Next, the police cavalry was deployed. In unison, the multitude burst into a chant: “Get those animals off those horses!”
A young man-child ran straight at the approaching enemy lines, did an about face, dropped his drawers, and mooned the cops to the applause and cheers of the mighty crowd. The move struck a chord with the generation of youth warriors. As if rehearsed, the cadre of teenagers saluted their oncoming foes with this perfectly-timed gesture of contempt, signalling a fresh rain of glass, steel, and stone on the police. The horses were turned back. Some mounted cops fell, reduced to a state of atomized desperation.
This was the closest some would ever get to emancipation. Powerlessness dislodged power. Regardless of the aftermath, for that brief moment, oppressed people controlled the situation, their environment, their humanity. Every demonstrator’s smile posed the question: How does it feel, boys, to try to wade into the mighty current of the people’s wrath? Those accustomed to swaggering with full confidence now retreated in full sprints, thinking of their own families and loved ones. Were there human feelings beneath those uniforms and badges?
An NBC news crew wanted to be the first major television network to break the story. The camera crew piled out of the news truck intent upon recording the situation and interviewing the balaclava-clad rebels. They immediately came under fire from a group of young generals who bombarded the news truck with bottles and rocks. Sprinting in high-heals and Dockers, the once-confident news-crew raced back to their van and then sped off with shattered windows and windshield. The masses burst into laughter waving “Bon voyage,” as if to say surely you can misreport from a safe distance, up in your helicopters and your air-conditioned newsrooms. It is not safe for you down here in the street where history unfolds.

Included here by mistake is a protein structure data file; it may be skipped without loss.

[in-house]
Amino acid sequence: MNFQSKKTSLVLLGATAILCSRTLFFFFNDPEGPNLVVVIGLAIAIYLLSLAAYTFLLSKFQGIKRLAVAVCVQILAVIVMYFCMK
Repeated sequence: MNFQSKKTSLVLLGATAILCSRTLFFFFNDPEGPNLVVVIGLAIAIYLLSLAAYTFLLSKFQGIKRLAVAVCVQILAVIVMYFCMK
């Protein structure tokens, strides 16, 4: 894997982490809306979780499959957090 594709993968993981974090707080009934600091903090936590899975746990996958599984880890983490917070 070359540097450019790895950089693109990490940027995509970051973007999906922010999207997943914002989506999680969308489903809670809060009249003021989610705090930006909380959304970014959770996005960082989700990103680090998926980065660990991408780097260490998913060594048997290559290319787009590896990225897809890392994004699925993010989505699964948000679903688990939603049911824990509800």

Time and again, youths threw bricks and bottles from alleys and rooftops. Time and again, phalanxes of police turned and ran. The underdog was winning.
How many years of accumulated rage detonated that day? The ancestors of the Haitians outside Holy Cross Church that day had risen up against slavery and colonialism and defeated Napoleon’s legions, the mightiest army in that time. Now their Haitian descendants, the daughters and sons of Dessalines, Capois La Mort, and Toussaint L’Ouverture, showed us how to stand up to those who think they are invincible. They showed all of Brooklyn and the oppressed around the world that we all have a Haiti within, searching for redemption.
Resistance to Injustice is Justified
The masses bid farewell to Patrick Dorismond with valiant resistance, assuring that he had not died in vain and promising Guilianni to rache manyòk li – uproot him from office. Dorismond’s murder – coming on the heals of the August 1997 torture of Abner Louima and the February 1999 murder of Amadou Diallo – and the police force’s heavy-hand at his funeral were two drops which made the cup of people’s anger overflow. The police had a taste of the fear of violence their victims live with day in and day out.
“Our best organizers in the South,” the reverend Dr. Martin Luther King Jr. once said, “are the police themselves.” Giuliani’s NYPD proved this once again in March 2000.
Some might tell us not to glorify violent resistance and to limit ourselves to hand-wringing when faced with police abuse and aggression, so often lethal. But nothing has ever stopped oppressors in their tracks like organized self-defense, which is sometimes spontaneous. We should not rule out non-violence and civil disobedience. All are viable and valid tactics in the pursuit of freedom.
In the words of Guyanese freedom-fighter Walter Rodney: “the revolution will be as peaceful as possible and as violent as necessary.” Only the victimized and oppressed can determine which weapon is correct at each confrontation with their brutalizers. Those on the sidelines – comfortable with sermonizing – should stay right there as the people take center stage in standing up against injustice, just as they did 15 years ago.
Danny Shaw is an adjunct professor at CUNY’s John Jay College and a member of the Party for Socialism and Liberation (PSL).